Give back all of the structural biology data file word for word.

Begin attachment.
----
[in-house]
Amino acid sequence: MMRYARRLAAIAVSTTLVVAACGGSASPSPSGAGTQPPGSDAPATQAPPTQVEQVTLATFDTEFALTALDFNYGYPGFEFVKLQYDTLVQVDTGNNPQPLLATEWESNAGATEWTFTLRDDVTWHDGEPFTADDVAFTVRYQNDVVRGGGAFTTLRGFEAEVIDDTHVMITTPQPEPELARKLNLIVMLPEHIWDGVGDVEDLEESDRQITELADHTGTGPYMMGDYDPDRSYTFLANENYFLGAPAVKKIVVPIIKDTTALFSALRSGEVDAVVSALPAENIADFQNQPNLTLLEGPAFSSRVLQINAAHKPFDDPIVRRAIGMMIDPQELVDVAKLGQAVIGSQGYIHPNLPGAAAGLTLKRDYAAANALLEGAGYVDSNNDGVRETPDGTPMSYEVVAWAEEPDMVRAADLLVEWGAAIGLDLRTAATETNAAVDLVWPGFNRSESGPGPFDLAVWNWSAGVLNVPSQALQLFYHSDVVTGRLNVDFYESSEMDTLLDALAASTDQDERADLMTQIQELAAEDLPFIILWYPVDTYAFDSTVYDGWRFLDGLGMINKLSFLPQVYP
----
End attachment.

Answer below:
[in-house]
Amino acid sequence: MMRYARRLAAIAVSTTLVVAACGGSASPSPSGAGTQPPGSDAPATQAPPTQVEQVTLATFDTEFALTALDFNYGYPGFEFVKLQYDTLVQVDTGNNPQPLLATEWESNAGATEWTFTLRDDVTWHDGEPFTADDVAFTVRYQNDVVRGGGAFTTLRGFEAEVIDDTHVMITTPQPEPELARKLNLIVMLPEHIWDGVGDVEDLEESDRQITELADHTGTGPYMMGDYDPDRSYTFLANENYFLGAPAVKKIVVPIIKDTTALFSALRSGEVDAVVSALPAENIADFQNQPNLTLLEGPAFSSRVLQINAAHKPFDDPIVRRAIGMMIDPQELVDVAKLGQAVIGSQGYIHPNLPGAAAGLTLKRDYAAANALLEGAGYVDSNNDGVRETPDGTPMSYEVVAWAEEPDMVRAADLLVEWGAAIGLDLRTAATETNAAVDLVWPGFNRSESGPGPFDLAVWNWSAGVLNVPSQALQLFYHSDVVTGRLNVDFYESSEMDTLLDALAASTDQDERADLMTQIQELAAEDLPFIILWYPVDTYAFDSTVYDGWRFLDGLGMINKLSFLPQVYP